Most wireless network signals can travel around 10 to 15 metres (30 to 50 feet) from the location of the router or access point. If that point is connected to the internet, anyone within the radius of the signal can, in principle, access the internet over that Wi-Fi network. If you live near enough to a neighbour you might be able to connect to his Wi-Fi network as long as you ask permission first.
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Launch the Control Panel on your computer. In Windows 8, right-click the Windows logo in the bottom-left of the desktop screen. Windows 7 users can access the Control Panel from the Start menu.
Select "Network and Internet," then choose "Network and Sharing Centre."
Click "Manage wireless networks" on the left side of the window. A list of wireless networks within range of your computer appears.
Find your neighbour's Wi-Fi network on the list. If it's not listed, you aren't getting a strong enough signal to use it from your location. Try an alternate location.
Ask your neighbour if he will allow you to use his Wi-Fi network. Don't join the network without securing this permission, for several reasons: it is illegal to access computing or network resources without the owner's authorisation; your neighbour can be held liable for any adverse consequences arising from your internet activities; and the network bandwidth you use may affect the performance of applications your neighbour needs to run on his network.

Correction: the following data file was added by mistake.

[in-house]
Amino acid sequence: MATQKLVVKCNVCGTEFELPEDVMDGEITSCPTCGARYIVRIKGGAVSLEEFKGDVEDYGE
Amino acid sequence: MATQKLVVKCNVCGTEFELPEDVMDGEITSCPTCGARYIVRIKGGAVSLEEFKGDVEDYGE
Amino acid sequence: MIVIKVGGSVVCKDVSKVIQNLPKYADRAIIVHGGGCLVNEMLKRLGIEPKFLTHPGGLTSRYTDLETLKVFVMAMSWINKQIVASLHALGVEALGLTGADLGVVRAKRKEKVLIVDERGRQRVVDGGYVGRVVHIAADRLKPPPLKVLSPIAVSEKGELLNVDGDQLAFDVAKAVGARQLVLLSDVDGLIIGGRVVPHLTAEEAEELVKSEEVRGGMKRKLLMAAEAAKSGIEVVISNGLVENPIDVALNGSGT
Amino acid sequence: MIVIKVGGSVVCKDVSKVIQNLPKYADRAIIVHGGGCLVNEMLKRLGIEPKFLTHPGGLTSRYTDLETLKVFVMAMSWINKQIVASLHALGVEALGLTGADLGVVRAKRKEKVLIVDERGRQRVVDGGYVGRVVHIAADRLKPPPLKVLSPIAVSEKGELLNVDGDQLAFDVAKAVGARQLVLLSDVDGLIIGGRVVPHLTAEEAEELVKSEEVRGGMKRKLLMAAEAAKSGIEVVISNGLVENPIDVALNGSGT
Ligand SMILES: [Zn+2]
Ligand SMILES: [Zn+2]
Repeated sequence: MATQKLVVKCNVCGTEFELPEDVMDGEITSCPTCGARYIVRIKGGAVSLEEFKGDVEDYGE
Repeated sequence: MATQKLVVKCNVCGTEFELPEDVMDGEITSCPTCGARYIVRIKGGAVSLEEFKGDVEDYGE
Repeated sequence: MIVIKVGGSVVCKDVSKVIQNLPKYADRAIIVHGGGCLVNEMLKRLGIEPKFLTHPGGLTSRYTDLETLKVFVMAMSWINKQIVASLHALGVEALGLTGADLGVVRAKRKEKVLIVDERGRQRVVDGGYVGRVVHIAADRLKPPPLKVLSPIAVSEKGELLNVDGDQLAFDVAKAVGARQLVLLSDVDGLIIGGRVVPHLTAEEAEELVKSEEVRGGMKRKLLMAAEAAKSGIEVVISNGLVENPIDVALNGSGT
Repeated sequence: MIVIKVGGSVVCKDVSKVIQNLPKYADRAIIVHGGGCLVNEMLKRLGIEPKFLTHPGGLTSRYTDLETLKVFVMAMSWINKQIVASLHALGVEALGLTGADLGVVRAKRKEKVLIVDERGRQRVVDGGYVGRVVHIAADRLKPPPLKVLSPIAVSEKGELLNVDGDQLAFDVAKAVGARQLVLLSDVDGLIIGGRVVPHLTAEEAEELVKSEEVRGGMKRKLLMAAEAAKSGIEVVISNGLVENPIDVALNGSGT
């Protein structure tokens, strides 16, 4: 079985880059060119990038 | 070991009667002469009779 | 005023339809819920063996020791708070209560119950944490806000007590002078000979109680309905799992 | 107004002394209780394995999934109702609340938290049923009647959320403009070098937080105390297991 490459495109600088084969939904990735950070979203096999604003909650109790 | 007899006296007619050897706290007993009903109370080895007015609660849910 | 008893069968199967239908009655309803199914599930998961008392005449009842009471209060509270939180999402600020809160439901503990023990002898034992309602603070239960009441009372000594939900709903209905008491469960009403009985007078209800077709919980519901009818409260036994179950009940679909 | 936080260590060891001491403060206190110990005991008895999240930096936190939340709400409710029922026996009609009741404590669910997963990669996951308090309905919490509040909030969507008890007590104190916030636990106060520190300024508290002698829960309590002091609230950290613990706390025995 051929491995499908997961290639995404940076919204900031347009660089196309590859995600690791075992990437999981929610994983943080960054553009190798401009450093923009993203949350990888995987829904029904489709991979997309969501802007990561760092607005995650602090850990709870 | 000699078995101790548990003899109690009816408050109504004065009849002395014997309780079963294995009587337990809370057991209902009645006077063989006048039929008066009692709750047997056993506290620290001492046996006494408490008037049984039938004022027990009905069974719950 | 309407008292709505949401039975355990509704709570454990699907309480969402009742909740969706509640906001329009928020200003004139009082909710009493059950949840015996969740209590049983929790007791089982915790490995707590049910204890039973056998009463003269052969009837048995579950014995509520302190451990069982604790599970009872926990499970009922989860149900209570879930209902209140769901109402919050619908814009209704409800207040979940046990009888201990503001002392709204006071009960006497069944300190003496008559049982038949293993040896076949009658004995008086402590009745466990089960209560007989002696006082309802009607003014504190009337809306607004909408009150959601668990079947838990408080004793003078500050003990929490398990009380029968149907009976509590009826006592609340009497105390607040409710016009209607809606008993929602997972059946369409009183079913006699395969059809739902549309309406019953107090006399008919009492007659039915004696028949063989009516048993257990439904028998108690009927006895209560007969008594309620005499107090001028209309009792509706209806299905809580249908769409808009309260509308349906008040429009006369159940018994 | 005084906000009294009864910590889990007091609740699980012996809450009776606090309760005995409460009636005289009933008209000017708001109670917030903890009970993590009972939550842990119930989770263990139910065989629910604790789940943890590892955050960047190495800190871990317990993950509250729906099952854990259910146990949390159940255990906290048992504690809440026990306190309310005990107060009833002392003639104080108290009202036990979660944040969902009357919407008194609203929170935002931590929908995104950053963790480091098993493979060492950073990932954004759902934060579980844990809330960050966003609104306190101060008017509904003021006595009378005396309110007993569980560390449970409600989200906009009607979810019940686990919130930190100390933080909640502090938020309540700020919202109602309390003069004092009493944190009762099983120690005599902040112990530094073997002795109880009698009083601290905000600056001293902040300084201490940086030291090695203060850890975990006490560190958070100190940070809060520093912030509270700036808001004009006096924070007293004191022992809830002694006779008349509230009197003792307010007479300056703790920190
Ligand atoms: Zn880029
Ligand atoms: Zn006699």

Obtain the network security passkey from your neighbour. Many Wi-Fi networks are encrypted and require a key.
Click the entry for the neighbour's network, and then click "Connect." Enter the network passkey when prompted. After a short delay, your computer will join your neighbour's Wi-Fi network and you can start accessing the internet.
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